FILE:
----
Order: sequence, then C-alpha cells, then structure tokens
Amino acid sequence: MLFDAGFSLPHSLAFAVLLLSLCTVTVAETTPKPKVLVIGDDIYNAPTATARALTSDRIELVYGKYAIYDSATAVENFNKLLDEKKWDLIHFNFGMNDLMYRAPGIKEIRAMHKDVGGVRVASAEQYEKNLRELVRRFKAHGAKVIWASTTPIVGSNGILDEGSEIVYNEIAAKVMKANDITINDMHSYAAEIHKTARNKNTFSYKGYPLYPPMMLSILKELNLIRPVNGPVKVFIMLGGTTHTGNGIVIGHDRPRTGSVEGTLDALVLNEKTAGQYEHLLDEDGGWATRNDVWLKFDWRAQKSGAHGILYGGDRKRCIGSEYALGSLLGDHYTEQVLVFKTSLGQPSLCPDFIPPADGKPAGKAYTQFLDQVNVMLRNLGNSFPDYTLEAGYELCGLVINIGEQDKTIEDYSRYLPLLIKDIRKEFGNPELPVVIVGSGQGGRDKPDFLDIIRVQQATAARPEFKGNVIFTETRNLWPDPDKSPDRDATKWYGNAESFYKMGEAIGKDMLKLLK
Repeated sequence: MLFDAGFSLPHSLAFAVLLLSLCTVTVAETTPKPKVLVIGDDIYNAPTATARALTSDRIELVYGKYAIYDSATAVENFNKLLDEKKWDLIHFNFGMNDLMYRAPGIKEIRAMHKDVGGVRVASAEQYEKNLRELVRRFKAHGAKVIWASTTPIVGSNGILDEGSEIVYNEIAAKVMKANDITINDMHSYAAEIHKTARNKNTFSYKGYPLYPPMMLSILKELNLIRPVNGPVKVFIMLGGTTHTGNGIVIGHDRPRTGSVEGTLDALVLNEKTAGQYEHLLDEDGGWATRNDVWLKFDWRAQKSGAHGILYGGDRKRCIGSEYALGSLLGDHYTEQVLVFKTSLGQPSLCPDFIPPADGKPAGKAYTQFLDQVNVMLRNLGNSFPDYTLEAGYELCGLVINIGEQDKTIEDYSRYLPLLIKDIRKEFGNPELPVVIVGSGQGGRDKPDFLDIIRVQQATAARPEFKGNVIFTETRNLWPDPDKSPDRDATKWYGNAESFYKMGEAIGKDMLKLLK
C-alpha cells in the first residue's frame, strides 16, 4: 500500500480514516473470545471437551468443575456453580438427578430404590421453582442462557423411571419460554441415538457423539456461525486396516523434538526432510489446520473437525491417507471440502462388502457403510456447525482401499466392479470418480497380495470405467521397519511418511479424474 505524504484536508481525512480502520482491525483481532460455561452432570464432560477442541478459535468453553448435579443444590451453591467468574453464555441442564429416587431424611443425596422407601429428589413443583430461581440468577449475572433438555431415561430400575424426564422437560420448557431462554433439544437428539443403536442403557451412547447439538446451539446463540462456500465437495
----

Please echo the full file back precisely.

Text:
Order: sequence, then C-alpha cells, then structure tokens
Amino acid sequence: MLFDAGFSLPHSLAFAVLLLSLCTVTVAETTPKPKVLVIGDDIYNAPTATARALTSDRIELVYGKYAIYDSATAVENFNKLLDEKKWDLIHFNFGMNDLMYRAPGIKEIRAMHKDVGGVRVASAEQYEKNLRELVRRFKAHGAKVIWASTTPIVGSNGILDEGSEIVYNEIAAKVMKANDITINDMHSYAAEIHKTARNKNTFSYKGYPLYPPMMLSILKELNLIRPVNGPVKVFIMLGGTTHTGNGIVIGHDRPRTGSVEGTLDALVLNEKTAGQYEHLLDEDGGWATRNDVWLKFDWRAQKSGAHGILYGGDRKRCIGSEYALGSLLGDHYTEQVLVFKTSLGQPSLCPDFIPPADGKPAGKAYTQFLDQVNVMLRNLGNSFPDYTLEAGYELCGLVINIGEQDKTIEDYSRYLPLLIKDIRKEFGNPELPVVIVGSGQGGRDKPDFLDIIRVQQATAARPEFKGNVIFTETRNLWPDPDKSPDRDATKWYGNAESFYKMGEAIGKDMLKLLK
Repeated sequence: MLFDAGFSLPHSLAFAVLLLSLCTVTVAETTPKPKVLVIGDDIYNAPTATARALTSDRIELVYGKYAIYDSATAVENFNKLLDEKKWDLIHFNFGMNDLMYRAPGIKEIRAMHKDVGGVRVASAEQYEKNLRELVRRFKAHGAKVIWASTTPIVGSNGILDEGSEIVYNEIAAKVMKANDITINDMHSYAAEIHKTARNKNTFSYKGYPLYPPMMLSILKELNLIRPVNGPVKVFIMLGGTTHTGNGIVIGHDRPRTGSVEGTLDALVLNEKTAGQYEHLLDEDGGWATRNDVWLKFDWRAQKSGAHGILYGGDRKRCIGSEYALGSLLGDHYTEQVLVFKTSLGQPSLCPDFIPPADGKPAGKAYTQFLDQVNVMLRNLGNSFPDYTLEAGYELCGLVINIGEQDKTIEDYSRYLPLLIKDIRKEFGNPELPVVIVGSGQGGRDKPDFLDIIRVQQATAARPEFKGNVIFTETRNLWPDPDKSPDRDATKWYGNAESFYKMGEAIGKDMLKLLK
C-alpha cells in the first residue's frame, strides 16, 4: 500500500480514516473470545471437551468443575456453580438427578430404590421453582442462557423411571419460554441415538457423539456461525486396516523434538526432510489446520473437525491417507471440502462388502457403510456447525482401499466392479470418480497380495470405467521397519511418511479424474 505524504484536508481525512480502520482491525483481532460455561452432570464432560477442541478459535468453553448435579443444590451453591467468574453464555441442564429416587431424611443425596422407601429428589413443583430461581440468577449475572433438555431415561430400575424426564422437560420448557431462554433439544437428539443403536442403557451412547447439538446451539446463540462456500465437495